January 2010


Halfway January there was a general collectors bourse in Utrecht. We always try to attend it and have a stand there. The bourse starts on Friday afternoon, when the dealers get a chance to build up their stand. Joop usually takes the boxes with our stuff along on Friday, but just puts them on the stand and covers them with a large plastic sheet. Then he goes strolling around the other stands hoping to find an early catch. On Saturday we both leave early and while Miriam organizes our stuff on the stand, Joop wonders off again in his role as purchase manager. But Miriam enjoys her role as sales manager too, so we're both happy.
This time however, we could have been a little happier. The number of visitors of the bourse wasn't as high as usual, so that was reflected in our sales and it didn't bring us any great finds either. 

Neither did the monthly flea market in Utrecht a week later, so this month our favourite deck had to come from elsewhere. Fortunately there's always the internet. Although Ebay brought us our best find, it's hard to show it here, as the deck is still in the original wrapper and we've decided to keep it like that, at least for a long time. There's something impressive about antique, but still pristine decks and the USPCC's "Amerikanischen Skat Spielkarten No 2" from around 1890 definitely qualifies as antique. The box is a little shelf-worn, but the deck is still in its original wrapper, sealed with the USPCC stamp and with the original band, saying "No 2 Gold Edges", still around the wrapper and also sealed with a USPCC stamp. When an object like this hasn't been opened for 120 years, in our view it has gained so much respect, that we should leave it as it is.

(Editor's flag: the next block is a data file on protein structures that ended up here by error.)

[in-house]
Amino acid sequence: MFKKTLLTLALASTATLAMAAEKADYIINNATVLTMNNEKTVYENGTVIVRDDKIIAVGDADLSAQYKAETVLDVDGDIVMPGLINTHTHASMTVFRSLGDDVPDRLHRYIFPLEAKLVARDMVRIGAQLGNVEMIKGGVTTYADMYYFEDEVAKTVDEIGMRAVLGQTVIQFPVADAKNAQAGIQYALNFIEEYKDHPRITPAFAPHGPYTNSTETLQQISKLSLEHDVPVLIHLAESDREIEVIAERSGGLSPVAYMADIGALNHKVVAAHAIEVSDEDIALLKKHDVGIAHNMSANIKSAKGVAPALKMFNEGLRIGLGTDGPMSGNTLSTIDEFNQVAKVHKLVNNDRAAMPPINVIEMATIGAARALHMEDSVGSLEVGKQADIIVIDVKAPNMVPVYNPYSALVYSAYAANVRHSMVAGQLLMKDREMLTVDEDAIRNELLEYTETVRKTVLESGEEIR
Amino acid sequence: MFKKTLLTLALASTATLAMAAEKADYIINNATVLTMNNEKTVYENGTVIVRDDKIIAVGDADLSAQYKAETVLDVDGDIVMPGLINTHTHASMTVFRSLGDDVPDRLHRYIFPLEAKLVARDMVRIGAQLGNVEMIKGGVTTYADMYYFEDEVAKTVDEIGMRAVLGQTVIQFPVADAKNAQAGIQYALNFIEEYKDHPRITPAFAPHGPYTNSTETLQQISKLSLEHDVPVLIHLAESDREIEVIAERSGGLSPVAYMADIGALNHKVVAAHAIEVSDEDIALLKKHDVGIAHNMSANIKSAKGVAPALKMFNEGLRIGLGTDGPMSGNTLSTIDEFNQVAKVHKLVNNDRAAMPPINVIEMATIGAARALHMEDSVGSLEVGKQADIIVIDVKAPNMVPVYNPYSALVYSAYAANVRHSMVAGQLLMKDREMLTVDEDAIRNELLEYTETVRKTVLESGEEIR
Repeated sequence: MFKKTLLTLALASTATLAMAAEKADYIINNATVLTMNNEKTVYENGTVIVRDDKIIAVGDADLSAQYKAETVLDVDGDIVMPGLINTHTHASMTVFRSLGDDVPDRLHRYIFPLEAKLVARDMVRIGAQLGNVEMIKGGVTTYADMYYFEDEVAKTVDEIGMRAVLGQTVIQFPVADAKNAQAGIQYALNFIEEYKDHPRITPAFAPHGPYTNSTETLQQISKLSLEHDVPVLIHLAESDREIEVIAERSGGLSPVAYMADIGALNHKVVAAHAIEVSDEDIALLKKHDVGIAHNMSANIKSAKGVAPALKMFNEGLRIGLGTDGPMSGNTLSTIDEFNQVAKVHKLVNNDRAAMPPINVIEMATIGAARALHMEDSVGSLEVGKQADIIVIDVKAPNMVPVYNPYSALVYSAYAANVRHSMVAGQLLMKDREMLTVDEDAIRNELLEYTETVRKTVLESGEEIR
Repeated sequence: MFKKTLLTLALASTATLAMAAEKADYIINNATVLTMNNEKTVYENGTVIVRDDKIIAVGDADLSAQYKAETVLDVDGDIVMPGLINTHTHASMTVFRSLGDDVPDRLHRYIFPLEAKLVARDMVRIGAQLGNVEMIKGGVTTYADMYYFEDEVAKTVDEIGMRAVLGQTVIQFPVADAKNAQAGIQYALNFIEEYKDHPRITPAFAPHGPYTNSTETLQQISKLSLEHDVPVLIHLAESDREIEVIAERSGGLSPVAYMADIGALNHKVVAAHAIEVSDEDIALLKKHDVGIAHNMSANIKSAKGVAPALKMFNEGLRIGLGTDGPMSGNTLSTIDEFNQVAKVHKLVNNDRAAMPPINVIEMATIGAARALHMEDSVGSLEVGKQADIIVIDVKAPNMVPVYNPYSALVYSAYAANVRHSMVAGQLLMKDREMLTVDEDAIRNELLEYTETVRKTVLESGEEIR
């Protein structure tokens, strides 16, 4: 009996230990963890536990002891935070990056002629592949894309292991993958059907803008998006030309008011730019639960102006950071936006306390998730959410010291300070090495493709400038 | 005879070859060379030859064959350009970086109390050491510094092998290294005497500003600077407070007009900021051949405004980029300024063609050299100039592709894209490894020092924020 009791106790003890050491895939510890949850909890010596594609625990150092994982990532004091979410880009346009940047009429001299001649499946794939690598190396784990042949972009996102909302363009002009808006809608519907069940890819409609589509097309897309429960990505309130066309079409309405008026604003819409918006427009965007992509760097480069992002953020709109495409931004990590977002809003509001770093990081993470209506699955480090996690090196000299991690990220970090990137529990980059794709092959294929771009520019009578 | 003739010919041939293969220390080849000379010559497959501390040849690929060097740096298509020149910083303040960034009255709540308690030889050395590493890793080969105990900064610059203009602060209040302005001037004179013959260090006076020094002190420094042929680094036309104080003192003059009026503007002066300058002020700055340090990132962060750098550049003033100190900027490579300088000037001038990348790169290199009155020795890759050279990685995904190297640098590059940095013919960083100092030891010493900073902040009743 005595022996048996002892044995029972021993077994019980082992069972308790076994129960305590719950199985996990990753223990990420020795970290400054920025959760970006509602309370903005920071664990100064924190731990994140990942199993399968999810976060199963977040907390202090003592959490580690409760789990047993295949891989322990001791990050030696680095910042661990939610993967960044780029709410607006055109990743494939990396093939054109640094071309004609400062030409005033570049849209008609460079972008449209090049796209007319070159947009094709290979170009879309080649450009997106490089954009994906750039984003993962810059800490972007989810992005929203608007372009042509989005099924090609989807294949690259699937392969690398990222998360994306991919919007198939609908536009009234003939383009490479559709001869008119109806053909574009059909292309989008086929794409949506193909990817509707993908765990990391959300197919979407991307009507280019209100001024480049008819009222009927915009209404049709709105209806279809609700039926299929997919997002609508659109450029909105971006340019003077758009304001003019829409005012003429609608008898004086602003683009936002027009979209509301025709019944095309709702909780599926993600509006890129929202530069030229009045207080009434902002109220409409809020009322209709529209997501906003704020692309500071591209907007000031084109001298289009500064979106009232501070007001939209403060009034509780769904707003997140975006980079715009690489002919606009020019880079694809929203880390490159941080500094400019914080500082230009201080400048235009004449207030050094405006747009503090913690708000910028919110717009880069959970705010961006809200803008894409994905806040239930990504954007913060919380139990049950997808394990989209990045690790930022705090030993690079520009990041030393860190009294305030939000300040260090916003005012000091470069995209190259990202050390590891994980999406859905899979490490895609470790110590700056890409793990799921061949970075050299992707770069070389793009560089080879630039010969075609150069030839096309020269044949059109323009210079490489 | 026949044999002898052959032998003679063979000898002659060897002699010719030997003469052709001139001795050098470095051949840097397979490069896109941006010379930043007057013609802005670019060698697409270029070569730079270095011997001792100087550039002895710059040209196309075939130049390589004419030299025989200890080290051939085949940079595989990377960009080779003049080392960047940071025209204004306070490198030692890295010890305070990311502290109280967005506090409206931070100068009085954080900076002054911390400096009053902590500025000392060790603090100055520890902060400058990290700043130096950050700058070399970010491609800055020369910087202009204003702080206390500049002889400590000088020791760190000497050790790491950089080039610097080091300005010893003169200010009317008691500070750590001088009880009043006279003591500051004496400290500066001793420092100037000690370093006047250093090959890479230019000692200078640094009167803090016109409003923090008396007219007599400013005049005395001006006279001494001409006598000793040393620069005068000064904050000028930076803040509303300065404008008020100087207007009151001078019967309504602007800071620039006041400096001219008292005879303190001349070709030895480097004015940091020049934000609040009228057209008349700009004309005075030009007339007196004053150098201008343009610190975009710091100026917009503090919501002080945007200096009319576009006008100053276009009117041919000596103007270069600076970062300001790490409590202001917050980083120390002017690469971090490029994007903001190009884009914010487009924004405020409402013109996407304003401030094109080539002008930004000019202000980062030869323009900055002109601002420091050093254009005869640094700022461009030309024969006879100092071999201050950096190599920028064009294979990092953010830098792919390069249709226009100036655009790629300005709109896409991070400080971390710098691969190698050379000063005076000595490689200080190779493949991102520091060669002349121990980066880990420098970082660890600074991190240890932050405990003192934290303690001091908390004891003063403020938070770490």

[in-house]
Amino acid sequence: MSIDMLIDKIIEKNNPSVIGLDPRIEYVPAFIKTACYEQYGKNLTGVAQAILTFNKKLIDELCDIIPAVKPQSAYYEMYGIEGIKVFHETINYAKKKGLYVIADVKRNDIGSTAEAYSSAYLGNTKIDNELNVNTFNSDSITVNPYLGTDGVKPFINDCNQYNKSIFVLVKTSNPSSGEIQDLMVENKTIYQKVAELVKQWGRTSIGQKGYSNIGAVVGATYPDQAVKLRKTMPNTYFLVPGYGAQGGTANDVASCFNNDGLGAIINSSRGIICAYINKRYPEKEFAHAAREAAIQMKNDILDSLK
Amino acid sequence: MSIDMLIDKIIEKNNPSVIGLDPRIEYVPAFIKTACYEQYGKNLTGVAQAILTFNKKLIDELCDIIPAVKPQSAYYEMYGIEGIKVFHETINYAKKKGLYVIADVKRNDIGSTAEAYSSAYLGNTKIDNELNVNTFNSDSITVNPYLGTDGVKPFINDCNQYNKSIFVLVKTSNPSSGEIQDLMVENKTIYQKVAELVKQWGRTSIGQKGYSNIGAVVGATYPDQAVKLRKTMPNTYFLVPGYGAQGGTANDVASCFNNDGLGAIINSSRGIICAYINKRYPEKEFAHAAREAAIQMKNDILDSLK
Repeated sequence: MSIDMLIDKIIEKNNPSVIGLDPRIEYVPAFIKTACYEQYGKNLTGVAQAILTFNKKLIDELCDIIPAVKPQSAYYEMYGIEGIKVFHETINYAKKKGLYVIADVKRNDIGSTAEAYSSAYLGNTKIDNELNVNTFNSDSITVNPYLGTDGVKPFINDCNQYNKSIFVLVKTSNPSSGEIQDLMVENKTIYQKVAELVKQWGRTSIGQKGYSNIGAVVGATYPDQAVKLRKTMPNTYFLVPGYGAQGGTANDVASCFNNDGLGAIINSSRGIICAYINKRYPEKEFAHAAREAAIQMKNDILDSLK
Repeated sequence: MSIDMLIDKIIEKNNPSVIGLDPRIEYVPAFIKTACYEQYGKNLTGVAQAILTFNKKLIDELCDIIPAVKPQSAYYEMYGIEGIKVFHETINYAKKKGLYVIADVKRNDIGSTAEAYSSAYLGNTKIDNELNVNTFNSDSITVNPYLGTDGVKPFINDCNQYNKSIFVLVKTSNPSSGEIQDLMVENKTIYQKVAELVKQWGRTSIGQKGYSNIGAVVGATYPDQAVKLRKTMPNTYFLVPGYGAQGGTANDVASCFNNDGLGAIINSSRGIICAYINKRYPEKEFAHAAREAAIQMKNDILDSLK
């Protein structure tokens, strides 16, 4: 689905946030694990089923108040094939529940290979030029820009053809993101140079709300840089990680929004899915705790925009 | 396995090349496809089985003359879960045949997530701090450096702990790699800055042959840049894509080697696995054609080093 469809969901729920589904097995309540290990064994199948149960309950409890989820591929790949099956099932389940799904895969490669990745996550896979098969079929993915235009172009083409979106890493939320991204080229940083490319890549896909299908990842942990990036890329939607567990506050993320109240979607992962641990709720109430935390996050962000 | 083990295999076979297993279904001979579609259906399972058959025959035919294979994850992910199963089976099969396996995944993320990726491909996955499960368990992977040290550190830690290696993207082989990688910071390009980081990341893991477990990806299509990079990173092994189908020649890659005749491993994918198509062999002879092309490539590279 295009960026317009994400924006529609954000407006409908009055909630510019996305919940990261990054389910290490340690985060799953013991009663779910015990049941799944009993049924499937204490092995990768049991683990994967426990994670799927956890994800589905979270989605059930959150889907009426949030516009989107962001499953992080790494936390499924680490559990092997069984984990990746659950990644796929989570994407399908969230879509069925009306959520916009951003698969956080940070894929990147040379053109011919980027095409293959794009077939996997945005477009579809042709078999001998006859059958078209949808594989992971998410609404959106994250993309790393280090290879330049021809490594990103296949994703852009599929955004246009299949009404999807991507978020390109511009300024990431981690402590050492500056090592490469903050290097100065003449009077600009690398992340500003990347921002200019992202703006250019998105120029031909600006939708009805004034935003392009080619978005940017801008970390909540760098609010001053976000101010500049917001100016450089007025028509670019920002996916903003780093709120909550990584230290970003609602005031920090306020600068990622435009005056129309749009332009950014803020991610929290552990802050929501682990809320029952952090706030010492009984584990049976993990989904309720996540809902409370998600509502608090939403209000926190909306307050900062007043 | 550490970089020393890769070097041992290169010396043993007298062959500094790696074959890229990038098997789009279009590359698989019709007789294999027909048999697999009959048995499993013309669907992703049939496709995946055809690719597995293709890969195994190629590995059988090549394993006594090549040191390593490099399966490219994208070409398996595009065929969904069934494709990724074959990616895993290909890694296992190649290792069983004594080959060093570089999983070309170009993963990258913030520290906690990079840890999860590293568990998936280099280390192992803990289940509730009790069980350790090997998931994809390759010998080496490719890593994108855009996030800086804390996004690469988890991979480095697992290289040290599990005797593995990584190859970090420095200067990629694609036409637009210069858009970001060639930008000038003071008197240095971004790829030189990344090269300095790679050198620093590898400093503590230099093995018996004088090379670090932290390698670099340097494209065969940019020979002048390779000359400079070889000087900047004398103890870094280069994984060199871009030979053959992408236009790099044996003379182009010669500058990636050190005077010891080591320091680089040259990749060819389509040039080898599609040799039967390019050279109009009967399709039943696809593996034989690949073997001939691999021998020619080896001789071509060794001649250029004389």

So it's not our best find, but we're still happy to present you the following deck as Deck of the Month.

It was published as Carnival Playing Cards by Allfours Ltd from Trinidad, but the deck was printed in Canada. Still, the Trinidad connection was enough to tip the scale for this deck. We visited Trinidad and Tobago in the early 1990's and still have some nice memories of these islands and their inhabitants. The yearly carnival is a big thing on Trinidad, so it's not a surprise to find a reference to it on these playing cards.

The courts and aces are as colourful as the street markets in Port of Spain. Each of the suits depicts figures from different origin, all referring to the inhabitants of Trinidad. The Clubs show the oldest settlers, the Amerindians from South America. The Diamonds show the Afro-Trinidadians, who were originally brought to the island as slaves, until slavery was fully abolished there in 1833. The Spades show the Indo-Trinidadians who came from India in the 19th century as labourers to replace the slaves on the sugar plantations. The Hearts show present day Trinidadians, who often work on ships in the mercantile navy.

The two jokers and the back design refer to the carnival

The deck consists of 52 cards and 2 jokers.